US and EU going in different directions on ESG

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Here’s a note from Peter Vanham that links to this “Fortune article“:

We need to talk about ESG. And how it’s going in completely opposite ways on both sides of the Atlantic. In the U.S., the polarization of ESG is making the acronym a no-no even for its fans, while the EU’s regulatory tsunami on ESG will give U.S. multinationals no choice but to embrace and track ESG principles, regardless of what executives call them.

That is the take-away from two ESG conferences I attended this week—one on each side of the Atlantic.

In the U.S., ESG detractors have basically won. A full half of Fortune 500 CEOs now believe ESG issues are “unduly impacting business decisions,” a recent Fortune poll shows. And that sentiment is trickling down to the chief sustainability officers in charge of ESG. Participants in a Fortune Impact Initiative call on Tuesday, which took place under Chatham House rule, admitted as much. “We don’t talk about ‘ESG’ anymore,” and “the term [ESG] does get in our way” were common refrains.

As an alternative, executives are now talking about the “specific actions” they are taking on ESG’s constituent parts, while avoiding the polarized term itself and dodging so-called “trip wires” like climate and sexuality.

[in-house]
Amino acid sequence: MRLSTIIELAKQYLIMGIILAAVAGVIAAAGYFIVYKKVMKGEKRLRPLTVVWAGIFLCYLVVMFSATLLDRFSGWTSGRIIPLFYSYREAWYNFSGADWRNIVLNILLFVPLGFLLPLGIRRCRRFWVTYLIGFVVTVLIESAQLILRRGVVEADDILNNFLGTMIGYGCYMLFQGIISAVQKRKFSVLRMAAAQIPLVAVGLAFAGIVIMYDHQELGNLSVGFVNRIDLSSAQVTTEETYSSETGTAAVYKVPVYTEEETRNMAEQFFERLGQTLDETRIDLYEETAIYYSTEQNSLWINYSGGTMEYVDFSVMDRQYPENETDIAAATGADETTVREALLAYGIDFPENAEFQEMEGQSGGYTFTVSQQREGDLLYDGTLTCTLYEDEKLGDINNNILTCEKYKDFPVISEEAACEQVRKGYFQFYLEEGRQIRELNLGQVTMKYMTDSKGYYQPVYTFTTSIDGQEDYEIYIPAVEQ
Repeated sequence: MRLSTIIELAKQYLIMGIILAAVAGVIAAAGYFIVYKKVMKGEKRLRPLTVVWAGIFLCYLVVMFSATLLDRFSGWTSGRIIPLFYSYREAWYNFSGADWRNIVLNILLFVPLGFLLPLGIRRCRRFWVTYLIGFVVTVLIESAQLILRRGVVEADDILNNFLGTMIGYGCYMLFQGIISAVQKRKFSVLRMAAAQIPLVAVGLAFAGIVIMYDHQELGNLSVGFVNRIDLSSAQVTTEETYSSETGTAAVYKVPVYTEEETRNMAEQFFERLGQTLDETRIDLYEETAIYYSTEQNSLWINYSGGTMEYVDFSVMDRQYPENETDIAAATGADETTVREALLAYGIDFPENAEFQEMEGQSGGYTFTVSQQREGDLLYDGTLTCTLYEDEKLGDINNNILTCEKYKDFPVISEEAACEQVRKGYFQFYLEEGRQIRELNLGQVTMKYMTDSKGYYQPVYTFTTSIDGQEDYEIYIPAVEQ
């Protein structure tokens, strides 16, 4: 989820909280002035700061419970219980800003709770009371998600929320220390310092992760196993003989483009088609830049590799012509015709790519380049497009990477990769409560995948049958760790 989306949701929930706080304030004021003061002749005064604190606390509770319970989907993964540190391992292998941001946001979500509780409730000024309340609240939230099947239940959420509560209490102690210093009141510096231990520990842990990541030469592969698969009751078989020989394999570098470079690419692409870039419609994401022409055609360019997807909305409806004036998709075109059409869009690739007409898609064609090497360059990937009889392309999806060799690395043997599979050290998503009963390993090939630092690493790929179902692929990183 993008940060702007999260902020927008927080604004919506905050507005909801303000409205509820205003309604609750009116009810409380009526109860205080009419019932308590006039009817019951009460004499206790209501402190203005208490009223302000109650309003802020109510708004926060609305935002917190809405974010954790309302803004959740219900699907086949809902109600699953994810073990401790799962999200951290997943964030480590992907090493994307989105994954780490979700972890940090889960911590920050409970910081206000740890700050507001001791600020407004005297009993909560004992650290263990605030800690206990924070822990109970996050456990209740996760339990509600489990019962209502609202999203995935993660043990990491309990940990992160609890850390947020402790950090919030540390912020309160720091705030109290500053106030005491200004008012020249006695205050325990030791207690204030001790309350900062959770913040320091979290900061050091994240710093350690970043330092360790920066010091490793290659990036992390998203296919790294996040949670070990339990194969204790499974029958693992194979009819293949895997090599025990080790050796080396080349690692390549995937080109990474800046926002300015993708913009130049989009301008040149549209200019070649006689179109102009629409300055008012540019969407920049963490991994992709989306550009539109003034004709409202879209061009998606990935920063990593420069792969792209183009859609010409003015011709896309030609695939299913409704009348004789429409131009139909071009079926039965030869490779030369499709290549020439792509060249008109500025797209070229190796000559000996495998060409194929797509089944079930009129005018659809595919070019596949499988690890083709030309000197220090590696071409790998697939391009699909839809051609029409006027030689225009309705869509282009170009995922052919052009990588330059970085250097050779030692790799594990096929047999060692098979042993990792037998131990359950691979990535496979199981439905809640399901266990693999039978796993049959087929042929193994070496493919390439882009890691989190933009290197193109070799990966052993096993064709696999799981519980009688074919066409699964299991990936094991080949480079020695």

That pragmatic approach doesn’t suit everybody. “No matter what you call it, you’re going to alienate someone,” one participant objected. “There are many people that [criticize ESG] simply because they don’t want to be held accountable,” said another. But amid “extraordinary polarization,” it’s clear that corporate America has “moved on” from adopting the ESG moniker.

That conclusion contrasts starkly with what’s happening in Europe. Business leaders there have also “moved on,” but in the opposite direction, working to integrate ESG more formally into business practices. This month, the EU is expected to unveil its final set of “European Sustainability Reporting Standards” (ESRS), pushing the ESG debate from the political and societal arenas to the legal and accounting desks of multinationals—and onto the radar of CFOs.

“My colleagues in the U.S. used to think [the EU ESG rules] won’t apply to us,” a Europe-based U.S. manufacturing executive said during a Page society ESG panel I attended in Brussels this week. But “au contraire, they do apply to us.” The EU’s rules, which become active in 2024 for multinationals, are “a really good argument” for getting his U.S.-based colleagues on board with ESG standards, the executive told me afterwards. “It’s freaking them out.”